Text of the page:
Posts Tagged ‘quote’

iPad Notebook export for The Tale of the Dueling Neurosurgeons: The History of the Human Brain as Revealed by True Stories of Trauma, Madness, and Recovery

July 17, 2021
Notebook exported from The Tale of the Dueling Neurosurgeons: The History of the Human Brain as Revealed by True Stories of Trauma, Madness, and Recovery

Biology begins to tangle with quantum computing | Nature Methods

July 16, 2021

Technology Feature
Published: 23 June 2021
Biology begins to tangle with quantum computing
Vivien Marx
Nature Methods volume 18, pages715–719 (2021)


“There’s a lot of buzz about quantum computing,” says Yale University researcher Mark Gerstein, whose projects traverse biology and informatics. Enthusiasm among his colleagues about the prospects of quantum computing is especially high in the physical sciences, and interest is growing in computational biology and biology more generally.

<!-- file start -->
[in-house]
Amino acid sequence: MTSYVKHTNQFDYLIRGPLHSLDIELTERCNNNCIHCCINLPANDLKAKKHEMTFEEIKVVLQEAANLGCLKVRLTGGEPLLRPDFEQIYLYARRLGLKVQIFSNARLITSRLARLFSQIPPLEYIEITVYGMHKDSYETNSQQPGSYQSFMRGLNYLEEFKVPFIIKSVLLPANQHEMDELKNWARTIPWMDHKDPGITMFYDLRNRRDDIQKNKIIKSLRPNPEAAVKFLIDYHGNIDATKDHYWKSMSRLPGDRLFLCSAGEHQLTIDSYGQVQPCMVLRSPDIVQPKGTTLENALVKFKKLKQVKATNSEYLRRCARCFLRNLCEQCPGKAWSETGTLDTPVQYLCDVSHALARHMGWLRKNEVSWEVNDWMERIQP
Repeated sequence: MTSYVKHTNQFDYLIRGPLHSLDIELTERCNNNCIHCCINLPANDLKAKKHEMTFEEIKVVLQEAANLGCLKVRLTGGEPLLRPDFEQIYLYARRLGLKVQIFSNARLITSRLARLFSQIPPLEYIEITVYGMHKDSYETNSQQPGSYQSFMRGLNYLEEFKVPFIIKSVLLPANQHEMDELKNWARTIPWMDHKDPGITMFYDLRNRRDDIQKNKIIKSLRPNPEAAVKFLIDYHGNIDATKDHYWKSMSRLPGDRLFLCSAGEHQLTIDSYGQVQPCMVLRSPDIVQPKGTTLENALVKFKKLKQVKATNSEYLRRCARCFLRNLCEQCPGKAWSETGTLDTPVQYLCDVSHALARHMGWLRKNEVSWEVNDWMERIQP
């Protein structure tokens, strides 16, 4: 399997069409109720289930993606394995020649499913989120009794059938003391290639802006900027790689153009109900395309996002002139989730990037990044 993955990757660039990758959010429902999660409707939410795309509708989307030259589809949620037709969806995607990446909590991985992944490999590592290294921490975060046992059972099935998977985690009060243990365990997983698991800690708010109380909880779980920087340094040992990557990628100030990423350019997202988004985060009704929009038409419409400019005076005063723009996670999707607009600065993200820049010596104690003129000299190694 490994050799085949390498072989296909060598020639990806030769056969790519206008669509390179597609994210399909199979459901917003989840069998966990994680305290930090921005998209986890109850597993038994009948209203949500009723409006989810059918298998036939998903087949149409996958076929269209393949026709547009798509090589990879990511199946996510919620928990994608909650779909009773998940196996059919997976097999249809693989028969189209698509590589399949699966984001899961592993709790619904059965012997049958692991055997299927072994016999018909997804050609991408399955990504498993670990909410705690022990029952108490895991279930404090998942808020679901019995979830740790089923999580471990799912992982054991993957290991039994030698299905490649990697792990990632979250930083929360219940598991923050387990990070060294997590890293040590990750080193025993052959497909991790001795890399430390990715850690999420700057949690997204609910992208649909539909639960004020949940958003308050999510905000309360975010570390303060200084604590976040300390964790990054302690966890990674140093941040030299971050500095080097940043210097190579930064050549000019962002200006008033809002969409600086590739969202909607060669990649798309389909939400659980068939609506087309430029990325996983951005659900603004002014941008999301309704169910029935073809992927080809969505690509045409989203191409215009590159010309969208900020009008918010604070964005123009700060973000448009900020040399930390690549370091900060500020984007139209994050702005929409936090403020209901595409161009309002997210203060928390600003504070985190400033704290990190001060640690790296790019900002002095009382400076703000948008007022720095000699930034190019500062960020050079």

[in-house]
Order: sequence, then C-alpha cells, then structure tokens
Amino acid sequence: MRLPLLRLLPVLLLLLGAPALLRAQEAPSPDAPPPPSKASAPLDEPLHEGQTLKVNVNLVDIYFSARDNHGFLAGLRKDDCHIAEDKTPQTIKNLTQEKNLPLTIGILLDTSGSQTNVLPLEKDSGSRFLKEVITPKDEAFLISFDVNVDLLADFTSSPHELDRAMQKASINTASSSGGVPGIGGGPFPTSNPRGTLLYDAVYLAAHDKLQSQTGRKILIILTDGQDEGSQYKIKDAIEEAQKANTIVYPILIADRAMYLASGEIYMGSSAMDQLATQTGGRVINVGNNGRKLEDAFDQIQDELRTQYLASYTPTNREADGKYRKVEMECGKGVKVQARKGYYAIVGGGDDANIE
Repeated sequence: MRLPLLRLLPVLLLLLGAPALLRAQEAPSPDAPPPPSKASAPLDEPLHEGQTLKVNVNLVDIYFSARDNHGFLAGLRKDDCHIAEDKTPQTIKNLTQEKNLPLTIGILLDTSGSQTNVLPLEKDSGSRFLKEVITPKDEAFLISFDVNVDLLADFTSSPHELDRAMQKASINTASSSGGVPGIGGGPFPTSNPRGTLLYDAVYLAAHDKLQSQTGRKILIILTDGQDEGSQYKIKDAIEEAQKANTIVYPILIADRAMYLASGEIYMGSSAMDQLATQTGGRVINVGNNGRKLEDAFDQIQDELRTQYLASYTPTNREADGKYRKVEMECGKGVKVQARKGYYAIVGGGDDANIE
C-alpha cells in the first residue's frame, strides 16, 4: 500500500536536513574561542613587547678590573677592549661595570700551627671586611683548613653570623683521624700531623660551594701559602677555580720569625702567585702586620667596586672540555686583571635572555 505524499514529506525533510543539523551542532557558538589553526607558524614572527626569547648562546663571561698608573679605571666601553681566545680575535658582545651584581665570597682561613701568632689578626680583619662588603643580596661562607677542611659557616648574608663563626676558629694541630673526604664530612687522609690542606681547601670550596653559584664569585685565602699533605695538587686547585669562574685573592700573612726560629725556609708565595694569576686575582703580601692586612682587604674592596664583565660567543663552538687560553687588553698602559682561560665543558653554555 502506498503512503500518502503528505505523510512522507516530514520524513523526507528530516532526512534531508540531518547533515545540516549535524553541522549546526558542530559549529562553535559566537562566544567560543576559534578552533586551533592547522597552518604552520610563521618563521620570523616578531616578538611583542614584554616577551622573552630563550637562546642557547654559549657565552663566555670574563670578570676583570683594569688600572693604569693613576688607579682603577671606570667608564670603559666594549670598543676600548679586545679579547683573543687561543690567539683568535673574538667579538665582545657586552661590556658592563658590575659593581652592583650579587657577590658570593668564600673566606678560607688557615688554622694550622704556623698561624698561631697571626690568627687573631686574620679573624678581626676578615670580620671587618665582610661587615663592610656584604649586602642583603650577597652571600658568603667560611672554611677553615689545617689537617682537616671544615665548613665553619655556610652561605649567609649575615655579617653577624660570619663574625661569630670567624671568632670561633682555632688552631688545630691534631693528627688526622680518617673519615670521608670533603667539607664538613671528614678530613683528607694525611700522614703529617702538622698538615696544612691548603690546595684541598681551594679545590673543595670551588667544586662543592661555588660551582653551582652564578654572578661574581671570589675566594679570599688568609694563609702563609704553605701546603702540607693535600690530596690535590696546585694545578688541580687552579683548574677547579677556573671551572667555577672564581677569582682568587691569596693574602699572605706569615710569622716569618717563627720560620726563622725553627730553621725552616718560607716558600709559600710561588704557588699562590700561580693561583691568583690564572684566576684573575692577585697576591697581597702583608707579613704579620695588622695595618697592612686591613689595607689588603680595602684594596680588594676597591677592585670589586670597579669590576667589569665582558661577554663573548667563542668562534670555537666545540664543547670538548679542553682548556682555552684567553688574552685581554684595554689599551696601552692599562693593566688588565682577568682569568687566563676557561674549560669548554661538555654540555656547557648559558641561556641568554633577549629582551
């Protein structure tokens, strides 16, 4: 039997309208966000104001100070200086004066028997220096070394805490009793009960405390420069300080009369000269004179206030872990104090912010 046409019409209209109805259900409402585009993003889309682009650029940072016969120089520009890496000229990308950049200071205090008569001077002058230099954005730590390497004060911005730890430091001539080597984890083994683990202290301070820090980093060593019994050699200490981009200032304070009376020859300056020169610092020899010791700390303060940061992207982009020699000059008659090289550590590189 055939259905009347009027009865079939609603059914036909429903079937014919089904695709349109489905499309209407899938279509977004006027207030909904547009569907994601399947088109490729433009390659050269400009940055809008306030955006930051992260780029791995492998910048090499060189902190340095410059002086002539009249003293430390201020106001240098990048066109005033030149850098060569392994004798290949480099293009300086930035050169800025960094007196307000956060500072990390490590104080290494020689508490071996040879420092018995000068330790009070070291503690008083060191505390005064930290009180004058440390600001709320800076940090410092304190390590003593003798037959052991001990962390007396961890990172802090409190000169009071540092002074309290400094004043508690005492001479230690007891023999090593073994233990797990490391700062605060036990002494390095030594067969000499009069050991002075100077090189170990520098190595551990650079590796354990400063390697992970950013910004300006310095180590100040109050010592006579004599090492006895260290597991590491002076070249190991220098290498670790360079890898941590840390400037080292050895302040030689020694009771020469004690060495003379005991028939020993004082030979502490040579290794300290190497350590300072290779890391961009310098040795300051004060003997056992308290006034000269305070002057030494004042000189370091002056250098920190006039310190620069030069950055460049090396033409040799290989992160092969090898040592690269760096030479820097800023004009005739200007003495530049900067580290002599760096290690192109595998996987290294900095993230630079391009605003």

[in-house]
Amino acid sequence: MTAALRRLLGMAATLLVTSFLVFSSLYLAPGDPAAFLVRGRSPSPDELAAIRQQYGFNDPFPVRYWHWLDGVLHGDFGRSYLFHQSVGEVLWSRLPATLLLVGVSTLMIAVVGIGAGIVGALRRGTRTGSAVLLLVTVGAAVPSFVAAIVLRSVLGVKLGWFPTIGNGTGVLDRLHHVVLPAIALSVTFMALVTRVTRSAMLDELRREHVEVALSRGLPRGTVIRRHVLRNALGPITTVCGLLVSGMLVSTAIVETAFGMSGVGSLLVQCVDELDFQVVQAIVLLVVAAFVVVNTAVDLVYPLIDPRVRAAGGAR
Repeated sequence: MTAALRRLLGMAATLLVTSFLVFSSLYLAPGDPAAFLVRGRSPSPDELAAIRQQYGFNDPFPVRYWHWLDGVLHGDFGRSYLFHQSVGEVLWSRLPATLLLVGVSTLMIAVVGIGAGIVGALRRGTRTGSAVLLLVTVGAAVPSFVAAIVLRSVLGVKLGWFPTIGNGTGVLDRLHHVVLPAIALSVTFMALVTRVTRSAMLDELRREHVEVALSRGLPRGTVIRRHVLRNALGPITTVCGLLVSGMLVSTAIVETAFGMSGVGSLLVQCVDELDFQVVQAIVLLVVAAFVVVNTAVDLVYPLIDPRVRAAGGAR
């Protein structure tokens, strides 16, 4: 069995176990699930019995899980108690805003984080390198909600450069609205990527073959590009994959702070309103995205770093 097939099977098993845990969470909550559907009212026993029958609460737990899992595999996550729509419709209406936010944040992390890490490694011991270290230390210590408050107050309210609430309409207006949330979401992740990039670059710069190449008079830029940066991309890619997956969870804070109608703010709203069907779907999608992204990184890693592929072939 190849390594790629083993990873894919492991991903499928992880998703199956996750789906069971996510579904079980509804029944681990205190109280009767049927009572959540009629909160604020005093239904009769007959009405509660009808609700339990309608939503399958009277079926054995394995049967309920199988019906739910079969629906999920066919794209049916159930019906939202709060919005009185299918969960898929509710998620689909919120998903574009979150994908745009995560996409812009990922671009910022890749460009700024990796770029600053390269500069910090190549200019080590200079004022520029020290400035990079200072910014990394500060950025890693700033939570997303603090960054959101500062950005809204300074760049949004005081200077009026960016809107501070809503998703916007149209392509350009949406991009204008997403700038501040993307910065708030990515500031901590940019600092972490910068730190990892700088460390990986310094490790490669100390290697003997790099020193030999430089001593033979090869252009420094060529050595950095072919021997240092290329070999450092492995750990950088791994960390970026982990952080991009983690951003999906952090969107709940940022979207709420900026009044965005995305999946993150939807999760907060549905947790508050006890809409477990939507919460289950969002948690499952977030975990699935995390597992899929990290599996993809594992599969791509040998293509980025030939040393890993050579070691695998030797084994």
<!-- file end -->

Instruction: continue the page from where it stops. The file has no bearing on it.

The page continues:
Gerstein co-authored a paper4 that grew from a series of discussions at the National Institute of Mental Health (NIMH), part of the US National Institutes of Health (NIH). It’s part of the NIH’s way of exploring how to support biologists interested and involved in quantum computing, he says. The wider neuroscience community, for example, is interested in how quantum approaches can be applied to deep learning and machine learning.


Digital secrets of successful lab management

July 16, 2021

“Ironically, a lot of these tools are about not having people sit in front of a screen all the time,” says computational biologist Mark Gerstein at Yale University in New Haven, Connecticut. “I don’t think that helps people think.” Instead, he says, researchers spawn creativity when talking and scribbling down ideas together, be that on a phone, tablet, laptop or in person.

Like Brown, Gerstein prizes face-to-face conversation and